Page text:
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How This Meltdown Stacks Up

With some indexes already surpassing the bear-market threshold, analysts are looking to history for clues.


Some key stock indexes may not yet officially show it, but make no mistake: U.S. stocks are caught in a bear market, and the only remaining question is how severe the damage will become, experts say.

The main blue-chip indexes--the Dow Jones industrial average and the Standard & Poor's 500 index--both are down 19.3% from their July 17 peaks. That is just short of the 20% decline commonly viewed as the bear-market threshold.

But after a ferocious plunge Monday that tore nearly 513 points, or 6.4%, from the Dow, Wall Street already is comparing this downturn with previous bear markets in the search for clues as to when it may end.

"Technically, is it a bear market?" asked James Stack, editor of the InvesTech Market letter in Whitefish, Mont. "It doesn't matter when your portfolio isn't in blue chips. You're already suffering bear-market conditions."

Indeed, the Russell 2,000 index of smaller stocks now has plunged a stunning 31.2% from its April peak.

But even as they assessed the damage Monday, some analysts said the market could be poised for at least a short-term snap-back.

"Very shortly, you're going to exhaust this wave of selling and get a pretty good rally," said John Hughes, a technical analyst at Shields & Co. in New York. "This selling smacks of a real panic, get-me-out-at-all-costs type of deal."

But where the ultimate bottom may be in this decline is anyone's guess. If history has shown anything, it's that no two bear markets are exactly alike.

In some ways, the current slide is almost identical to many earlier bear markets: It began with stocks being richly priced; smaller stocks began to weaken first, as investors flocked to "Nifty Fifty" large-cap issues; and it was heralded by rampant speculation in a particularly hot sector--in this case, unproven Internet-related stocks.

Nevertheless, this market decline is distinct both in the forces behind the sell-off as well as the relative speed with which it is occurring, experts say.

Unlike previous bear declines, the current slide hasn't been triggered by the usual forces of rising inflation and rising interest rates and an overheating U.S. economy, but rather by deepening world financial problems and the specter of deflation.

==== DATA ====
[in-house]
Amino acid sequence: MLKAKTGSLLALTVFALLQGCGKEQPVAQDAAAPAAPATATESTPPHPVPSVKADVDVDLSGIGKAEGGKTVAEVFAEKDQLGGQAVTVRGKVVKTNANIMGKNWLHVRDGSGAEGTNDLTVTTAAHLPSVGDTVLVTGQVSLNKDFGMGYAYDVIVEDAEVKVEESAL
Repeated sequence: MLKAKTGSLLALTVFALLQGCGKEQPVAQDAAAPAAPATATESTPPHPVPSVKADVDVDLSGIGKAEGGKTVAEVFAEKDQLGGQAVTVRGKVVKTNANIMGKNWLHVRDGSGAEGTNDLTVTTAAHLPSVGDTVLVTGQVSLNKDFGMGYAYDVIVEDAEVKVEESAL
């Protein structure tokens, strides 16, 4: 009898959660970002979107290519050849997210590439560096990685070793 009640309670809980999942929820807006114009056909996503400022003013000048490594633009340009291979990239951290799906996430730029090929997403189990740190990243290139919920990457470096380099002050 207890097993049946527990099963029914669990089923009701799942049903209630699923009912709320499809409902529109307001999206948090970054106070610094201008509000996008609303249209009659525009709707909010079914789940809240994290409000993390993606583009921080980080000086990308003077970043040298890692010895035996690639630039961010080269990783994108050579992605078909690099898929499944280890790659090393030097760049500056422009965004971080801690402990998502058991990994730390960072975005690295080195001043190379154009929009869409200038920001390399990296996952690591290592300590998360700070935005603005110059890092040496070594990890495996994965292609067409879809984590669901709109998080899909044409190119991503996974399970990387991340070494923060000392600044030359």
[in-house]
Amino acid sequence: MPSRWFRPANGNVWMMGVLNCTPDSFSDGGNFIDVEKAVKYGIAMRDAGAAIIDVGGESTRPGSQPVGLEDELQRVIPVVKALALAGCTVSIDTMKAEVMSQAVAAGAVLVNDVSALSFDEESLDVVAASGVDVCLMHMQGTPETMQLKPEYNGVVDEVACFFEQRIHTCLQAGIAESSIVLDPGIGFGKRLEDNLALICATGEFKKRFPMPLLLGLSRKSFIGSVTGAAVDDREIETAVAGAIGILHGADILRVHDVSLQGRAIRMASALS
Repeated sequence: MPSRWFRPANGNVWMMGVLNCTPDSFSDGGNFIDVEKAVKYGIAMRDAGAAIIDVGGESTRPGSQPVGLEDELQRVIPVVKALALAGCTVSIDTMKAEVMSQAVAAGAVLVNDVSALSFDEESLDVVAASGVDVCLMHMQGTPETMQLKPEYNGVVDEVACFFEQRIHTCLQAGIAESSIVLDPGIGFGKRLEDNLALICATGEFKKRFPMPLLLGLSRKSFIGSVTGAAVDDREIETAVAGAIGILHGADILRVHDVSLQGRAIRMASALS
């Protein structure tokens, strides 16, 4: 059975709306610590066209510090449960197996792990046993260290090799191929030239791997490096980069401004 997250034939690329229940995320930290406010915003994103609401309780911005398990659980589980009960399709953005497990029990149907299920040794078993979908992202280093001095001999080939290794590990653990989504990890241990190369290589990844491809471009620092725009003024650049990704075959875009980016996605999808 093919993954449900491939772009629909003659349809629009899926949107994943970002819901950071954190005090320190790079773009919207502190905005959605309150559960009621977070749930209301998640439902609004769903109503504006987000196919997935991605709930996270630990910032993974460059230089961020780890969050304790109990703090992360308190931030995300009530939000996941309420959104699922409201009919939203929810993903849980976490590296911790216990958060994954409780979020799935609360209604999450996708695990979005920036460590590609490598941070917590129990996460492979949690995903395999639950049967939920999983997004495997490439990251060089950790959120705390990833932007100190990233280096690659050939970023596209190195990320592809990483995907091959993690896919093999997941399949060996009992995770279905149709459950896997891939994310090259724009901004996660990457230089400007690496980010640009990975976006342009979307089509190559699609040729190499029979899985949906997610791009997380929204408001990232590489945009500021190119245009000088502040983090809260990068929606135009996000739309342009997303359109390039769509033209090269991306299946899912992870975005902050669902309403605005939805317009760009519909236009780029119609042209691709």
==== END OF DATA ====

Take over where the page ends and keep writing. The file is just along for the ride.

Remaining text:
Some experts believe that's a positive: If the global financial turmoil can subside soon, then stocks might be buoyed by the fact that U.S. interest rates have been falling rather than rising. If a recession appears unlikely, then investors also may become more optimistic about U.S. corporate earnings growth, which has slowed this year but hasn't collapsed.

"An equity market decline associated with a recession and a big profit [contraction] very often is very difficult to reverse," said Christine Callies, chief strategist at Credit Suisse First Boston Corp.

What's more, it's widely believed that the Federal Reserve Board will cut interest rates significantly if recession worries deepen.

But some analysts worry that precisely because this decline has been fueled by events in foreign markets and economies, it isn't clear that the Fed could stave off a global recession with lower U.S. rates.

"There's no policymaker in a position to do anything about this," said Hugh Johnson, chief investment officer at First Albany Corp. "The problem is that this is not strictly a U.S. issue, and that's what bothers me. It's a global issue."


The speed of the current correction is also noteworthy. The almost 20% slide in blue chips in slightly more than six weeks has come much faster than many other downturns.

The bear markets of 1973-74, when the S&P 500 fell 48.2%, and 1980-82, when it tumbled 27.1%, both lasted 21 months.

Though it's inflicting painful losses, the accelerating market decline of the last week has raised hope that this bear market will end relatively quickly. A more prolonged decline, some experts believe, could do much greater long-term damage to the market because it could devastate investors' psyches.

How can we know how much further stocks will fall?

From a fundamental viewpoint, analysts note that many stocks still sell for relatively high price-to-earnings ratios, at least historically. Just how cheap stocks will have to get may depend largely on how worried investors become about the 1999 economic outlook.

"I think it's bad because the market is coming off record valuations and [thus] you could have record declines" from those levels, said Ricky Harrington, a technical analyst at Interstate/Johnson Lane, a brokerage in Charlotte, N.C.

From a "technical" standpoint, meanwhile, many analysts are waiting for a so-called capitulation day in which selling becomes so frenzied that investors in effect tire themselves out.

That typically marks at least a temporary rebound. In the market's often contrarian ways, extreme bearishness is considered to be positive for the market.

Capitulation is thought to be a good sign because, as some investors dump stocks at any cost, others take advantage of the scattershot selling by picking them up on weakness.

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